Monday night I was reminded just how hard it can be.
I was watching Atlanta Exes, intrigued by this cast of women who were willing to do a reality television show about their efforts to let go of their celebrity ex-husbands. I was taken aback by the many scenes portraying women who, years after the dissolution of their marriages, did not appear to have made much progress.
Within minutes of watching Torrei Hart break down in tears describing her divorce from comedian Kevin Hart, my Twitter timeline lit up with news that he had just popped the question to his new girlfriend. I’m sure the show’s producers chose to lay the drama on pretty thick in the premiere episode and that Torrei doesn’t talk about him night and day (word on the Internet is she has a new boo), but it still presented one of those strange ironies of life: a woman crying over love lost, a man already moving forward with a new love.
While some questioned Kevin’s timing, I’m not sure I believe he was trying to ruin Torrei’s television debut. In fact, I think it may have been far worse than that: perhaps he was not thinking of her at all. Maybe he was not out for revenge, not attempting to ruin her life, but instead considered her a non-factor in this decision regarding his future. Nothing says “I’ve moved on” like indifference.
The episode stuck with me primarily because I was embarrassed by it. Sometimes we are embarrassed for people, judging their situation from afar. Other times, unfortunately, we are embarrassed by the pieces of ourselves we see in them.
As someone who has had a hard time letting go once or twice in my life, I looked at these women and was reminded of the times I held on longer than I should have. I was embarrassed by these ladies because I had to confront the weak part of me that has refused to let go of things that were no more.
Yet we all have weak parts. Some people do a better job of disguising them than others, but no one is immune to such basic human emotions as heartache and regret. Some people move forward in deed first, willing their emotions catch up. Some tackle their feelings first and then proceed from there. And finally there are others who do some combination of the two. Regardless, there is no need for shame; we are all figuring things out as we go, trying to determine the formula and timeframe that fit us best.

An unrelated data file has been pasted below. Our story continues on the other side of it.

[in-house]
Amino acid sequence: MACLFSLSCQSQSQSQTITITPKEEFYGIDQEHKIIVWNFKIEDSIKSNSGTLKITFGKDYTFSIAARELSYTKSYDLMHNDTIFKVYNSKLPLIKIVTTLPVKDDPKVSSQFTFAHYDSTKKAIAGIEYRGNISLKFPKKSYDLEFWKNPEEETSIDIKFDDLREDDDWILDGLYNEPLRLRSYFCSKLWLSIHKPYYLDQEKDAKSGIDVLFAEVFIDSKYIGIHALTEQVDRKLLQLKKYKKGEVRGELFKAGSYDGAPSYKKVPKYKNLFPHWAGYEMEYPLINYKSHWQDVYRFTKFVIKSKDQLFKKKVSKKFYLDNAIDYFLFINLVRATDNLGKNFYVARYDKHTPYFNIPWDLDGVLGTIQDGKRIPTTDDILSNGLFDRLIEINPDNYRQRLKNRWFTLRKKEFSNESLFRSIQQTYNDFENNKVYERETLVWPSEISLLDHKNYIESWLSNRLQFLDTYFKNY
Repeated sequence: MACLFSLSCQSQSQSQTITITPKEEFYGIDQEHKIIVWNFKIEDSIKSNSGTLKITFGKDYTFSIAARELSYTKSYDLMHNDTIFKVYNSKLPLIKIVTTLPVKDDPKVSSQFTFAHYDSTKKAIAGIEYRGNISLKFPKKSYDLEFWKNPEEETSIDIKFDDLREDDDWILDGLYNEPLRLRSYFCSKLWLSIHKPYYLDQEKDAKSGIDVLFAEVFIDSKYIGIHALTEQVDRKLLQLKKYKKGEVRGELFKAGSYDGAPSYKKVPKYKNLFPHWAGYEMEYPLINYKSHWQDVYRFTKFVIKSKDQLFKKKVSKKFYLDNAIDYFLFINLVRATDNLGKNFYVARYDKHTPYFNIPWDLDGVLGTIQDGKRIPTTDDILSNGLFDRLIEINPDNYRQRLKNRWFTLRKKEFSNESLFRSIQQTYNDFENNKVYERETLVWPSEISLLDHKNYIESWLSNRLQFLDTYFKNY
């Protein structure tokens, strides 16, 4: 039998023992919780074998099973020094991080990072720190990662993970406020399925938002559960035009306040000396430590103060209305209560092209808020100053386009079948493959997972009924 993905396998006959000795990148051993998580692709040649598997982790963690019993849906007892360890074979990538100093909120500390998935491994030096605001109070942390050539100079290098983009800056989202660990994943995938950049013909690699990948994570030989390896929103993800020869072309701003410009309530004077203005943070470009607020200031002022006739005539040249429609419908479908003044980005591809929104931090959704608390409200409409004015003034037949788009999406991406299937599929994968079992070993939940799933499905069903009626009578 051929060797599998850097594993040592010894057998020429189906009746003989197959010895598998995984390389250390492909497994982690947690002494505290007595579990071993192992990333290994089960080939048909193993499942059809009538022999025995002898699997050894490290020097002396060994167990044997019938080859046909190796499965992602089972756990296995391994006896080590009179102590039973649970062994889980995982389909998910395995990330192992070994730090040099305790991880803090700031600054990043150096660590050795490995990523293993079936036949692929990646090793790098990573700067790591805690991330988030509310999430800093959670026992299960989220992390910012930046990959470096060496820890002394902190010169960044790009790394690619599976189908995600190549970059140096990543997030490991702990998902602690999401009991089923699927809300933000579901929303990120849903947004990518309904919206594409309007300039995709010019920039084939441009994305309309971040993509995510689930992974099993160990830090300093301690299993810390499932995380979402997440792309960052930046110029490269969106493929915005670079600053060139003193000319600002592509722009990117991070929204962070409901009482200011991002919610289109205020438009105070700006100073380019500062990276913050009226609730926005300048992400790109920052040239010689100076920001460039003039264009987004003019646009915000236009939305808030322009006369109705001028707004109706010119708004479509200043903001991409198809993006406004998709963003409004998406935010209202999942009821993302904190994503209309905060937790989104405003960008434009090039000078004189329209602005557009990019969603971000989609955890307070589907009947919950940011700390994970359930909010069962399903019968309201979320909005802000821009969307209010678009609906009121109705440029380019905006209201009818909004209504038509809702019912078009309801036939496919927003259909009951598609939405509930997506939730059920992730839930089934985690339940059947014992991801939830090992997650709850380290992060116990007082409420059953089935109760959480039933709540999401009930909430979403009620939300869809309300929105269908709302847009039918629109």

I realized the need to let go of the embarrassment while lying on my sickbed/couch, where I have spent the past few days down and out with a cold. I have been miserable, sweating one minute and shivering the next. Yesterday I was wondering why I was not recovering as quickly as I felt I should. It is, after all, just a cold.
Then I remembered a conversation I had with my mother as a child. One day my sister stayed home sick from school. I was shocked and appalled that my mother took her bowling the very same afternoon. I wanted to know why I was never treated to fun activities on my sick days.
“Because when you get sick, you get sick,” she reminded me. She had a point. I don’t know what it is about my body, but if a virus or infection reaches a certain point, it lays me out. I’m not better by afternoon, I need a few days. Doesn’t matter what I take or do, I have to let it run its course.
For the most part, I try not to beat myself up over my pitiful immune system. I do what I can and wait for my body to heal. However, when it comes to my heart, I am not always as understanding as I should be about its slow healing process. I forget that it takes time, even if it is just a broken heart. It has to run its course.
Sometimes we are so pressed to prove to ourselves that we’re doing just fine, getting along very well without him/her in our life. Anything to the contrary, any hard days, any setbacks, we view as failure. We wonder why we are not yet completely over it. We beat ourselves up, sure that it is taking much longer than it should.
While we have to be careful of becoming stuck in the past, I think sometimes we need to cut ourselves some slack. Some things you can’t rush. There are no shortcuts. There is no easy way to quickly be ‘over it.’
Letting go is a lengthy process that differs for everyone. It’s just one of those things where you keep putting one foot in front of the other for days on end until one day you realize you hurt less and the person consumes a little less of your thoughts. And luckily (as long as you don’t go filming any television shows), even as you struggle through the journey, no one will know.
SheryLeigh is a woman who loves God, words, and people. She is currently living and loving as an author, blogger, poet, and spoken word artist in the Washington, D.C., area.
A communicator by education and trade, SheryLeigh holds a Bachelor of Arts in Journalism from Howard University and a Master of Arts in Management from Webster University.